- 2d curl intuition
- Visual curl
- 2d curl formula
- 2d curl example
- Finding curl in 2D
- 2d curl nuance
- Describing rotation in 3d with a vector
- 3d curl intuition, part 1
- 3d curl intuition, part 2
- 3d curl formula, part 1
- 3d curl formula, part 2
- 3d curl computation example
- Finding curl in 3D
- Symbols practice: The gradient
2d curl example
A worked example of computing and interpreting two-dimensional curl. Created by Grant Sanderson.
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- Wouldn't it be much easier to simplify the formula to (3x^2)-(3y^2) first?(35 votes)
- Absolutely! To be honest, I'm not really sure why I didn't do that. Just got caught up focussing on the relevant curl interpretation I suppose.(44 votes)
- Shouldn't the divergence of this vector field at origin be negative. But using the divergence formula, I get a 0. Can you explain the logic?(5 votes)
- Nope, I know that this video was about curl. But for fun I calculated divergence at origin. And the divergence of this function is 0. But when watching the animation it seems like the divergence should be negative. I couldn't understand the reason.(4 votes)
- According to the formula..if for example the y-component of the vector field changed from being slightly positive to more positive as we move in the x-direction, that would still give us positive curl. However, in practice, that would not give us counterclockwise rotation around that point. So, how is this problem solved?(5 votes)
- This is explained in the 2d curl intution video Grant posted just after the video watched for this question. I am assuming for your question, the same goes for the y direction, that the x is somewhat positive then 'more positive'. To summerize the 2d-curl nuance video : if you put a paddle wheel in a region that you described earlier, if there is a positive curl, that means the force of the vector along the x axis will push harder on the right than on the left, and same principle on the y axis (the upper part will be pushed more than the lower). The left and right(as well as the up and down force) forces cancel out each others extra energy, and where left with the simplified 2d-curl!
If this is not clear, Grant does a much better job in thee earlier quoted viedos in 5 minutes.(2 votes)
- At3:20Grant mentions that a curl of 27 is "quite positive". What is this "quite positive" value relative to? I mean, I know 0 corresponds to no curl and the more positive the value, the greater the counterclockwise curl what is the range of how high the curl scale goes?(4 votes)
- At around5:30Grant interprets curl values as the "general direction and strength of rotation around a point." I'm guessing higher (absolute) values may mean larger magnitude vectors overall going around in circles, and over time at a faster rate.(2 votes)
- Okay , this is just out of curiosity .. curl of a vector field gives a result , thats a vector ... as it can be described by cross product of gradient and vector ... so Is in this case the curl is directed along z axis ?? and if it so then is it appropriate to relate its geometrical representation of counter-clockwise or clockwise rotation by right hand thumb rule to assign positive and negative sign respectively..(4 votes)
- What does a higher or lower curl represent? For example, what is the difference between a positive curl of say, 20 and 50?(3 votes)
- This is from betterexplained.com
"Curl is simply the circulation per unit area, circulation density, or rate of rotation (amount of twisting at a single point). Imagine shrinking your whirlpool down smaller and smaller while keeping the force the same: you'll have a lot of power in a small area, so will have a large curl. If you widen the whirlpool while keeping the force the same as before, then you'll have a smaller curl. And of course, zero circulation means zero curl."(2 votes)
- So if the vectors surrounding a point form a perfect circle in the counterclockwise direction, would the curl be infinity?(2 votes)
- So, let's say I choose an arbitrary point like (3,0) as in your example, and I see that it corresponds to a positive curl. Stuff rotates counterclockwise around (3,0). But how do I know for how far from my point (3,0) is this true? (The curl is also positive for the value (4,0), and still, only (3,0) seems to be a center of rotation.) If I got it right, the point I choose to evaluate the curl at, will be considered as a center, around which the curl function tells me how much particles rotate. How do I know the radius of the circle in which the particles rotate around my specific point, and not around another? Or diverge away? Or is that not even relevant? Sorry if I'm way off, I'm fairly new to multidimensional calculus. ^^'(2 votes)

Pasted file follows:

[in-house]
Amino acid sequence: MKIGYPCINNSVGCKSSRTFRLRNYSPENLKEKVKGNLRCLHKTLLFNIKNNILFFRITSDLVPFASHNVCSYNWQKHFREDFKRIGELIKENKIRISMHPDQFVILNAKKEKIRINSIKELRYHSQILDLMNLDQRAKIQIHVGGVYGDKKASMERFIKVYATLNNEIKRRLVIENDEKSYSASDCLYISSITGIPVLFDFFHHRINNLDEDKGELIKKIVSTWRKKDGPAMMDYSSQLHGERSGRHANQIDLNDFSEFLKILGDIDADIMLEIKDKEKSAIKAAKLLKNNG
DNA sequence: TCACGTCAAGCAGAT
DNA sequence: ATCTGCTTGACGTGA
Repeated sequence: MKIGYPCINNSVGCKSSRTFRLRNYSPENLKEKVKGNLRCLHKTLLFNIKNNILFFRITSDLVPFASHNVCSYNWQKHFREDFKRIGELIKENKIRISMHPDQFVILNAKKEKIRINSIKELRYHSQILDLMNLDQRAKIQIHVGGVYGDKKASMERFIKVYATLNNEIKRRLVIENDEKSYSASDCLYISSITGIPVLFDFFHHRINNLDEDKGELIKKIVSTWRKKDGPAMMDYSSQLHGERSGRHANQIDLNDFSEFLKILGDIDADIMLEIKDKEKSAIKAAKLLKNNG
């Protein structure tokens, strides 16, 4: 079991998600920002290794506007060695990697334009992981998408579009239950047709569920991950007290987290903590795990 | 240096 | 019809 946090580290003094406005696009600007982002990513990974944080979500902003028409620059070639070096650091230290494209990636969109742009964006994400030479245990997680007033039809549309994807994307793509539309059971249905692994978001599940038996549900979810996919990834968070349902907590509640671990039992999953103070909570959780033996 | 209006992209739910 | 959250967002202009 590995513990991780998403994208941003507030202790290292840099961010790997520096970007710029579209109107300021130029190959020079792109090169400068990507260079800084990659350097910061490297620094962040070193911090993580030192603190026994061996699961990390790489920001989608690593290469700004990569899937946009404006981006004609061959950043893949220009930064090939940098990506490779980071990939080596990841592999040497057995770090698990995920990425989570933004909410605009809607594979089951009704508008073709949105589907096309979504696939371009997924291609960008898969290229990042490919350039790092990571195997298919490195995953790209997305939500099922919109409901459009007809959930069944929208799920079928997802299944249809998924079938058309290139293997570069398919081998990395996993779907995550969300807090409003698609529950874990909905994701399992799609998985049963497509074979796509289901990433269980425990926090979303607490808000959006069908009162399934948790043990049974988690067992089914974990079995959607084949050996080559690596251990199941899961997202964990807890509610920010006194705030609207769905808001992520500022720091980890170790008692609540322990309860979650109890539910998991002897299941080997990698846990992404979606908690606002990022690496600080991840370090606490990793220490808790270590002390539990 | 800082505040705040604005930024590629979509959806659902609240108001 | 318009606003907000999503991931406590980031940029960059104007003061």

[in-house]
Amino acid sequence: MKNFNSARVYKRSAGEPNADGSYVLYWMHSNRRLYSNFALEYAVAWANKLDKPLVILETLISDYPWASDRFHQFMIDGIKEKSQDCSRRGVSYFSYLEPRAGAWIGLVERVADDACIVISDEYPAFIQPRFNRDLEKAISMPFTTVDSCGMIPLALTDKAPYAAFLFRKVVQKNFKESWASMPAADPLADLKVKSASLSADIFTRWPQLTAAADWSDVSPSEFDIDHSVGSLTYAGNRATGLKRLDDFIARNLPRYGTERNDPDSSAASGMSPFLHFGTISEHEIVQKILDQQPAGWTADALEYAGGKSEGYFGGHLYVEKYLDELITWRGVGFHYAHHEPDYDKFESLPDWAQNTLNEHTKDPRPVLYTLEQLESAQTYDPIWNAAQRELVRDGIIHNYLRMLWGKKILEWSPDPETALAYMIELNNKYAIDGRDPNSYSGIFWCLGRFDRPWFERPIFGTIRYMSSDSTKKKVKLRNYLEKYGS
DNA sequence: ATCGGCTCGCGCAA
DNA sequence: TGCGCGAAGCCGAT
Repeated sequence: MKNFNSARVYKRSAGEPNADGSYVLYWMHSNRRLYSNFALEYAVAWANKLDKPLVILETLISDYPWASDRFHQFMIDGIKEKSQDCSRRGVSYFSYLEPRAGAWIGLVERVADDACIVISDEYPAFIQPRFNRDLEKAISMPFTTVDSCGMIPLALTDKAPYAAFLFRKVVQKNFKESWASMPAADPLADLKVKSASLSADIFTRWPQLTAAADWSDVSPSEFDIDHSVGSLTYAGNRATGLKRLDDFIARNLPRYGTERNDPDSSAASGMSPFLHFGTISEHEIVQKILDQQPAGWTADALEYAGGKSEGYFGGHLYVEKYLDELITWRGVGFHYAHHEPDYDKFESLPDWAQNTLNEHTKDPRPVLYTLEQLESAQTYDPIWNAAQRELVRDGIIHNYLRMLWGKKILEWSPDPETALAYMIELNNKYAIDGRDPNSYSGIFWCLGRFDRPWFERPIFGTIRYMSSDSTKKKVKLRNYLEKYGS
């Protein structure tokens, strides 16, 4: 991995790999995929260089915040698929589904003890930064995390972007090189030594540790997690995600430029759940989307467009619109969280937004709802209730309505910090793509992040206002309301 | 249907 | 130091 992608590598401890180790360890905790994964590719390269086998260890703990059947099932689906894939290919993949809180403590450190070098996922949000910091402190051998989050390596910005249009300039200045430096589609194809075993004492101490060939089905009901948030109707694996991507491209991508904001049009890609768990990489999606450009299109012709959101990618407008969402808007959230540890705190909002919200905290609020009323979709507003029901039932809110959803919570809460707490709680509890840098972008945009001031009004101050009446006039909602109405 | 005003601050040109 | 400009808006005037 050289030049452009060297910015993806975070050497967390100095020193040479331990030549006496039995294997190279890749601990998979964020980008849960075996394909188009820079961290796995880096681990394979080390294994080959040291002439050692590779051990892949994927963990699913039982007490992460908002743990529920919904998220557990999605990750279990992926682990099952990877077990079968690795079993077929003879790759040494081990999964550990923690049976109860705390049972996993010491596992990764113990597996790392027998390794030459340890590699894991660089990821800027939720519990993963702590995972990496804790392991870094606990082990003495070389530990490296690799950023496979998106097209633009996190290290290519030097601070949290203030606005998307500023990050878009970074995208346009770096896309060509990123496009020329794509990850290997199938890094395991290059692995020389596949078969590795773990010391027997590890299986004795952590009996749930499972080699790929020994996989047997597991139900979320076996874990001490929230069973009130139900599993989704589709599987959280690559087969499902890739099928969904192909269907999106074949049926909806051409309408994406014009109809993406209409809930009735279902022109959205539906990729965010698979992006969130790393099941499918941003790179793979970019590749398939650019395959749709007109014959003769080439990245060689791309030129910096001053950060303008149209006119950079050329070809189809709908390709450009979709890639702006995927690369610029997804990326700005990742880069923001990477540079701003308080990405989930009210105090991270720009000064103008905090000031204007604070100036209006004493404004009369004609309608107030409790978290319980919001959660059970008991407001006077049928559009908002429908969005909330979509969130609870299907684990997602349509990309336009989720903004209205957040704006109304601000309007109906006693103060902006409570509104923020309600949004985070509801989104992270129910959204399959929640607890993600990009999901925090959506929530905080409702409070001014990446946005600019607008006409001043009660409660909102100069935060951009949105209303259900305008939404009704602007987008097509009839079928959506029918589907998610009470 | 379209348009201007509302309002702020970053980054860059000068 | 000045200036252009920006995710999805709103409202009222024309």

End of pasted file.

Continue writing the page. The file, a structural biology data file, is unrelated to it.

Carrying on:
- [Voiceover] So let's compute the two dimensional curl of a vector field. The one I have in mind will have an x component of, let's see not nine. But y cubed minus nine times y and then the y component will be x cubed minus nine times x. You can kind see I'm just a sucker for symmetry when I choose examples. When I showed in the last video how the two dimensional curl, the 2D curl of a vector field, of a vector field v which is a function of x and y, is equal to the partial derivative of q, that second component, with respect to x minus the partial derivative of p that first component, with respect to y. And I went through the reasoning for why this is true but just real quick kinda the in the nutshell here, this partial q, partial x is because of as you move from left to right vectors tend to go from having a small or even negative y component to a positive y component, that corresponds to counter clockwise rotation. And similarly this dp, dy is because if vectors as you move up and down as you kind of increase the y value go from being positive to zero to negative or if they're decreasing that also corresponds to counter clockwise rotation. So taking the negative of that will tell you whether or not changes in the y direction around your point correspond with counter clockwise rotation. So in this particular case when we start evaluating that, we start by looking at partial of q with respect to x. So we're looking at the second component and taking its partial derivative with respect to x and in this case, nothing but x's show up so it's just like taking its derivative and you get three x squared minus nine. Three x squared minus nine, and that's the first part. Then we subtract off whatever the partial derivative of p with respect to y is, so we go up here and it's entirely in terms of y and trying to do the symmetry we're just taking the same calculation, three y squared that derivative of y cubed minus nine. So this right here is our two dimensional curl. And lets go ahead and interpret what this means. And in fact this vector field that I showed you is exactly the one that I used when I was kind of animating the intuition behind curl to start off with, where I had these specific parts where there is positive curl here and here but negative curl up in these clockwise rotating areas. So we can actually see why that's the case here and why I chose this specific function for something that'll have lots of good curl examples. Cause if we look over in that region where there should be positive curl, that's where x is equal to three and y is equal to zero. So I go over here and say if x is equal to three, and y is equal to zero, this whole formula becomes let's see, three times three squared so, three times three squared minus nine, minus nine and then minus the quantity now we're plugging in y here so that's three times y squared is just zero cause y is equal to zero, minus nine. Minus nine and so this part is 27, that's three times nine is 27 minus nine gives us 18. And then we're subtracting off a negative nine so that's actually plus nine so this whole thing is 27, it's actually quite positive, so this is a positive number and that's why when we go over here and we're looking at the fluid flow, you have a counter clockwise rotation in that region. Whereas, let's say we did all of this but instead of x equals three and y equals zero, we looked at x is equal to zero and y is equal to three. So in that case, we would instead, so x equals zero, y equals three, let's take a look at where that is. X is zero, and then y the tick mark's here are each one half so y equals three is right here, it's in that clockwise rotation area so if I kind of play this, we got the clockwise rotation, we're expecting a negative value. Now let's see if that's what we get. We go over here and I'm gonna evaluate this whole function again. How about plugging in zero for x so this is three times zero times zero minus nine. And then we're subtracting off three times y squared so that's three times three squared. Three squared minus nine. And this whole part is zero minus nine so that becomes negative nine and over here we're subtracting off 27 minus nine which is 18 so we're subtracting off 18, so the whole thing equals negative 27. So maybe I should say that equals negative 27. So because this is negative that's what corresponds to the clockwise rotation that we have going on in that region. And if you went and you plugged in a bunch of different points like you could perhaps see how if you plug in zero for x and zero for y, those nines cancel out which is why over here there's no general rotation around the origin when x and y are both equal to zero. And you can understand that every single point and the general rotation around every single point just by taking this formula that we found for 2D curl, and plugging in the corresponding values of x and y. So it's actually a very powerful tool cause you would think that's a very complicated thing to figure out right, that if I give you this pretty complicated fluid flow and say hey I want you to figure out a number that'll tell me the general direction and strength of rotation around each point, that's a lot of information so it's nice just to have a small compact formula.